Recently, the Patent and Trademark Office (PTO) proposed a concerning new rule. It would create serious due process problems, violate the Administrative Procedure Act (APA) by changing an agency position without justification, increase the cost of inter partes review (IPR), and make it harder to invalidate bad patents in IPR.
Given all these problems, it shouldn’t be any surprise that most serious commenters—even from the life sciences industries—think the proposed rule is a bad idea. (CCIA, among others, filed comments explaining many of these flaws.)
The Proposed Rule
Right now, a patent owner is entitled to introduce new evidence in an IPR prior to the institution decision—the point where the judges make an initial determination of whether the petitioner is reasonably likely to prevail on at least one of their claims of invalidity. But, because PTAB proceedings are efficient and proceed along a tight timeline, there isn’t time for that new evidence to be challenged—petitioners can’t introduce their own new evidence in rebuttal, nor can they cross-examine a witness who provided testimony.
Because petitioners can’t challenge patent owner evidence, the PTO originally put into place a rule that said, for purposes of institution only, new evidence provided by the patent owner will be viewed in the light most favorable to the petitioner. That’s very similar to the standard for threshold motions in a trial—before evidence is fully available and each side has had a chance to respond to and cross-examine witnesses, judges treat the evidence in the light most favorable to the non-moving party. And since the patent owner is the one who wants an IPR not to be instituted, petitioners get the benefit of the doubt at institution with respect to patent owner evidence.
That all makes sense. New and unchallengeable evidence shouldn’t be the basis for an unchallengeable decision that prevents a petitioner from using IPR. But the PTO is proposing that that evidence be given full weight, even though it hasn’t been subject to challenge. In a court case, while it’d still be a bad rule, treating evidence that way might be tolerable. After all, even if you lose the threshold question, you’ll still have a chance to show that the evidence is flawed later in the case, winning a renewed motion or winning on the ultimate merits at trial.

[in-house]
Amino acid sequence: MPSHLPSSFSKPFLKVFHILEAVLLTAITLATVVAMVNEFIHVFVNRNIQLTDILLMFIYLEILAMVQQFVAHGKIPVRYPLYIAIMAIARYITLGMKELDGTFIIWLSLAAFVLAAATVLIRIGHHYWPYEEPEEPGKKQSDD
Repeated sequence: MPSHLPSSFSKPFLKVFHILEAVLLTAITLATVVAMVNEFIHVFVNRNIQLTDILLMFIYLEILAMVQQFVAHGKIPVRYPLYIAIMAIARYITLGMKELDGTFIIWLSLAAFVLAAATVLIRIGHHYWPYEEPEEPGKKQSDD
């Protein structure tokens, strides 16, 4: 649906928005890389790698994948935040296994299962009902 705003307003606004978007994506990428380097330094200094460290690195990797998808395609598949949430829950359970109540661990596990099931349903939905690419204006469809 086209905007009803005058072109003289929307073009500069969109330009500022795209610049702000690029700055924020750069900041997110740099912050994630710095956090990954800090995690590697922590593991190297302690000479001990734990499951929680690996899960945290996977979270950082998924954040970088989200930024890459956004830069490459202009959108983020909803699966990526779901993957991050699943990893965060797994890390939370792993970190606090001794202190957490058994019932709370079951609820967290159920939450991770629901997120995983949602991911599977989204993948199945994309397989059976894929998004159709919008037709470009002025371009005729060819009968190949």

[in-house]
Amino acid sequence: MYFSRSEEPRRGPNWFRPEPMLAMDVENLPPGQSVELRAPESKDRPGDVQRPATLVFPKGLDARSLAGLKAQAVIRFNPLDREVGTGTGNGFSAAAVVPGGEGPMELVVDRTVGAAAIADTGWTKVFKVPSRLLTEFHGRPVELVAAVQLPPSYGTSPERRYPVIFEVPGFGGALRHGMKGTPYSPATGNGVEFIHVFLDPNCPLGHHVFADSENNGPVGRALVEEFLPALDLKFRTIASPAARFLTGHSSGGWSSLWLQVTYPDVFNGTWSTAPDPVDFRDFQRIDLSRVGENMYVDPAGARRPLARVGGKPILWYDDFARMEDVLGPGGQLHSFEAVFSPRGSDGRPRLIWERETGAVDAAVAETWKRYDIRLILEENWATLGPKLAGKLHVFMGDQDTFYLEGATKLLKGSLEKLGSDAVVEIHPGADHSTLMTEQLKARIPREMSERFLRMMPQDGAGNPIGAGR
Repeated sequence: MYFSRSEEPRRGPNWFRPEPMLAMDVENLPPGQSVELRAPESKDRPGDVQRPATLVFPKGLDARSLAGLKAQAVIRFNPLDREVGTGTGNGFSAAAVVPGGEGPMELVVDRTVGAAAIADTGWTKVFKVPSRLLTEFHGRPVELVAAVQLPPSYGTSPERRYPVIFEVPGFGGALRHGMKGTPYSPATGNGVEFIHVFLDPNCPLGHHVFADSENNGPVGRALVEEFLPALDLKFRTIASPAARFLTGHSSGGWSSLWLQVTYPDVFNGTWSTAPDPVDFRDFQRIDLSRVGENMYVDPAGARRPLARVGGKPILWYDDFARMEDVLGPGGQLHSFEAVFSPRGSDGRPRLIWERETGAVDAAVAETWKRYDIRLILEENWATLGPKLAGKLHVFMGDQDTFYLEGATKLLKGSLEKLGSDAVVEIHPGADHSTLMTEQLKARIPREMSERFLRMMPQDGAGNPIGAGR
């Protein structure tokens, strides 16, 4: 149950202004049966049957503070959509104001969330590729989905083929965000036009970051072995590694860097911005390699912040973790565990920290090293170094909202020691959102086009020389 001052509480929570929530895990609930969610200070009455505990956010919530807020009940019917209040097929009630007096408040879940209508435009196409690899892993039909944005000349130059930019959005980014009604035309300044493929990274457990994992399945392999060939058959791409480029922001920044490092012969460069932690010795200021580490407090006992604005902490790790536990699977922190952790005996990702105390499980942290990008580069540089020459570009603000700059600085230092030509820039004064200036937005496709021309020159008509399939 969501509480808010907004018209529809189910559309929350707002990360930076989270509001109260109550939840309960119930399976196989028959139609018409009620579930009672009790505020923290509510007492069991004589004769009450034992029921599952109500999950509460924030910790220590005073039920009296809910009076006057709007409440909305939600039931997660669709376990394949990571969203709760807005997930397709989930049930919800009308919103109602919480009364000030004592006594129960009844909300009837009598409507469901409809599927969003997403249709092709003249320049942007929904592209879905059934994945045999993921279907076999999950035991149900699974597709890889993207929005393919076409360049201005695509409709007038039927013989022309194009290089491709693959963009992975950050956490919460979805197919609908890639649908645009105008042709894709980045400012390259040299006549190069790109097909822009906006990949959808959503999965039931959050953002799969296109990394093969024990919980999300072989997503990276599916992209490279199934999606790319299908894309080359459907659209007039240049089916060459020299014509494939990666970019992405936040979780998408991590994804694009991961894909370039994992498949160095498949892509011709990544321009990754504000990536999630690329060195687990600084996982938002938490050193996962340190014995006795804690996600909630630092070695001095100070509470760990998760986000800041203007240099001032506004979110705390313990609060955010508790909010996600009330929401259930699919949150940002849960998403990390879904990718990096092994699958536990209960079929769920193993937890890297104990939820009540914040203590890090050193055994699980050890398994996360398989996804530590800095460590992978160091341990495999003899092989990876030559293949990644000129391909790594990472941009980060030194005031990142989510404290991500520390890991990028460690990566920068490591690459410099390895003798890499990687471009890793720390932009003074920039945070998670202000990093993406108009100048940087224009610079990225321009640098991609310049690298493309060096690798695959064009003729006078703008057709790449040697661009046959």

But Patent Trial and Appeal Board (PTAB) institution decisions are unappealable. Petitioners will never have a chance to cross-examine that evidence. If it’s flawed, petitioners have no recourse and they have to spend time and money bringing an IPR that may get summarily dismissed even though the patent might be invalid on the merits. That hardly serves the AIA’s goals of an affordable, quick, and accurate resolution.
First off, it’s important to remember two things about notice-and-comment rulemaking. First, an agency is only required to consider significant comments, ones with substance. And second, notice-and-comment isn’t a vote; agencies are not required to select the outcome that had more supportive comments. But, as the D.C. Circuit has noted, when there are lots of comments suggesting the agency is making a mistake, that can signal a clear error of agency judgment.
The PTO received 40 comments in total. A slight majority favored the proposal. But many of those favorable comments contained little to no substantive commentary. Stripping out the non-substantive comments, which the agency isn’t required to respond to, we’re left with 24 significant comments. And of those 24, 15 oppose the PTO’s proposal. Those 15 include Thermo Fisher Scientific, one of the largest life sciences and diagnostics companies in the world and a leader in improving COVID testing. It also includes high-tech manufacturers like Intel, as well as trade associations such as CCIA and US MADE that represent the technology and U.S. manufacturing industries. And it even includes the Intellectual Property Owners Association, an organization that has not historically supported IPR.
That’s right—even the largest organization representing the interests of patent owners recognized that the PTO’s proposal is fatally flawed.
So if the PTO moves forward with this proposed rule and justifies it by saying “most commenters favored removing the presumption,” remember that weight of comments isn’t a valid reason to make a rule—and that, once you look at commenters making the kind of comments the agency is required to consider and respond to, the weight of the comments was against the PTO’s proposed rule.